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review 2020-03-02 22:17
A Bad Day at Black Rock, chapter three: The Horseman by Tom Alberti
The Horseman - Tom Alberti

Full disclosure:  I do not know Tom Alberti nor have I ever had any communication with him regarding this book, any of his other books, or any other subject.  Mr. Alberti was present at the Superstition Mountain Museum's 2020 Authors' Day on 29 February, an event I also attended as a local author.  I am an author of historical romances, contemporary gothic romances, and assorted non-fiction.


Tom Alberti was sitting next to Ron Feldman at the Museum on Saturday, but he did not respond, to the best of my knowledge, to Feldman's outburst when I asked the guys to quiet their voices.


I downloaded the free Kindle sample of Alberti's book, The Horseman.  I think I made it through four pages before giving up.


I don't think there's any question that this is a Gary Stu book.  The character's name is Tom Blandini, and his beautiful wife's name is Dominique.  Author Tom Alberti dedicates the book to his wife Dru Dominique Alberti.  So that issue is out of the way.


Let's get right down to the nitty gritty of the product.


First of all, there's no front matter.  What is it about these self-publishing authors that they don't believe in copyright pages?


Second of all, the formatting is screwed up.  Block paragraphs annoy the hell out of me to begin with, but when there are indented paragraphs interspersed, I lose my temper.



As you can see, there are also problems with punctuation: missing commas, missing quotation marks, misplaced periods.  This sort of thing is rampant.


And it gets worse very quickly.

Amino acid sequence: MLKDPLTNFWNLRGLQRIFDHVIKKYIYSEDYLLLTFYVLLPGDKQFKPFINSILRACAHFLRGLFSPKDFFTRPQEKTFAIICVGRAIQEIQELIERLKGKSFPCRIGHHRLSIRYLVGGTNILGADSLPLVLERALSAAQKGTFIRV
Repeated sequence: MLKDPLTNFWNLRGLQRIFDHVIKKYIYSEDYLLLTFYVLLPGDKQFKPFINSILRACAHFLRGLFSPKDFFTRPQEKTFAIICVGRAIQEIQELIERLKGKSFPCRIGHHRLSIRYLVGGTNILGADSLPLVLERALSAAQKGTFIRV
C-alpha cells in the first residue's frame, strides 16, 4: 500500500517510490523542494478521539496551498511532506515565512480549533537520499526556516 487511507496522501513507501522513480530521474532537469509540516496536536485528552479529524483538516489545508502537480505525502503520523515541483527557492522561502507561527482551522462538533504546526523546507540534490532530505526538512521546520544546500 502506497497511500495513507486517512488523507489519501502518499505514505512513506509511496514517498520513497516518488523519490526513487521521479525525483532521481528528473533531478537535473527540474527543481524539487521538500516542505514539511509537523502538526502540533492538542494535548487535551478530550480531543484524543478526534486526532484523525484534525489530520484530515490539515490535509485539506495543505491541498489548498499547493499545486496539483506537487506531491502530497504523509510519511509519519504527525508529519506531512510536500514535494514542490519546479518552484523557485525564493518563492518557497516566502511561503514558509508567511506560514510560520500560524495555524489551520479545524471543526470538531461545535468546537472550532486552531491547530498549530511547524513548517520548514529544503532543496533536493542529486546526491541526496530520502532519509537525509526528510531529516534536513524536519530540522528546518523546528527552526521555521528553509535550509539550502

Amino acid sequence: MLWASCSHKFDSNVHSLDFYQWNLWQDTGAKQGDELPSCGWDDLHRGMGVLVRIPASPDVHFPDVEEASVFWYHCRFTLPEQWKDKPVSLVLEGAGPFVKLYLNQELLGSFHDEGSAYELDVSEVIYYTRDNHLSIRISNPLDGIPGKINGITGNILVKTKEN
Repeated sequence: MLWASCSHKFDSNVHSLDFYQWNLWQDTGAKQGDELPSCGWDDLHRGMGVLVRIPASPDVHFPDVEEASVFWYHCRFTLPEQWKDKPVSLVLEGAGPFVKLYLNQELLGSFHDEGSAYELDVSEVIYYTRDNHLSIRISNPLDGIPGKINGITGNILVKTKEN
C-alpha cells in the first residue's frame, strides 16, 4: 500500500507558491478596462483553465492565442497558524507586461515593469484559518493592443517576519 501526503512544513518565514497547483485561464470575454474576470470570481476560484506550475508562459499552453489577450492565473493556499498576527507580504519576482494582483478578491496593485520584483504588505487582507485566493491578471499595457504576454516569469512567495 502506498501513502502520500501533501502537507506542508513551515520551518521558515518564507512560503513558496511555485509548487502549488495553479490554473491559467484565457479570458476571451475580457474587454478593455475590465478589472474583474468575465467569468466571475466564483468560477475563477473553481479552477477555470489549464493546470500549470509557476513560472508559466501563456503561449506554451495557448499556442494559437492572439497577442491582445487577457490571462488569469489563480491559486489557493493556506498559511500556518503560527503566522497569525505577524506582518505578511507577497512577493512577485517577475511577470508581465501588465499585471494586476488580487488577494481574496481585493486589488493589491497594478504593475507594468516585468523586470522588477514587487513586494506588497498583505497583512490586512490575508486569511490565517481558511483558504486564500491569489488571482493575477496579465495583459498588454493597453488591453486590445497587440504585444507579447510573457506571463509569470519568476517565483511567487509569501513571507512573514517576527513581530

Just copying and pasting via the Kindle doesn't capture the bizarre formatting, so I've done screen shots, but this is just the sample, so it's also available on the Look Inside feature.


But there's more wrong with this than just the inconsistent street abbreviations -- Ave. in some places, Street spelled out in others -- or random capitalizations.  There's the matter of historical context.


Maybe the readers of Tom Alberti's books don't care.  He has just one review on Amazon and two on Goodreads (plus two more, 4-star reviews from himself).  The problem is that Arizona's history is politically complex, and with no historical timeline for this book, it's impossible to understand what's going on. 


By five or six pages into the book, I still don't know what year it takes place.  Arizona became a state in 1912; before that it was a territory.  For a while it was part of the New Mexico Territory, and was even the Confederate Territory of Arizona for a couple of years.   Alberti never mentions its status, so that's no clue.  He mentions the railroad going from Tucson to El Paso, but a brief little bit of Googling tells me the El Paso and Southwestern Railroad didn't extend to Tucson until 1912, a few months after statehood.


However, if the story takes place after 1912, there should be motorcars on the streets, and telephones would be available for making various arrangements.  For example, Tombstone, Arizona Territory, had its own telephone company in 1881.


I'm guessing, therefore, that Mr. Alberti isn't really interested in historical accuracy.  He's just Gary Stu-ing himself into a kind of literary cosplaying without the need to follow the rules of grammar, story construction, readable formatting, or much of anything else.  If he has fun doing it, well, that's okay, but I can't recommend these books for anyone else to pay hard-earned money for.  The quality isn't even up to vanity press standards.


Rumor has it that Mr. Alberti didn't sell any copies of his books at the Museum event, but that's not surprising.  Very few people sold any books at all, and no one sold a lot.


Half star for the insult to authors who try.



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review 2020-03-02 14:44
ARC REVIEW WISH by Mimi Jean Pamfiloff

From New York Times bestseller Mimi Jean Pamfiloff comes a sexy standalone novel.

If I could wish for one thing, it would be to have never met my ex. He took my money, cheated on me, and saddled me with an impossible mortgage.
Now, just as I’m fighting to put my life back together, I find an unusual bottle with a note inside: “You get one wish. Make it count.” Har har. Someone’s idea of a joke?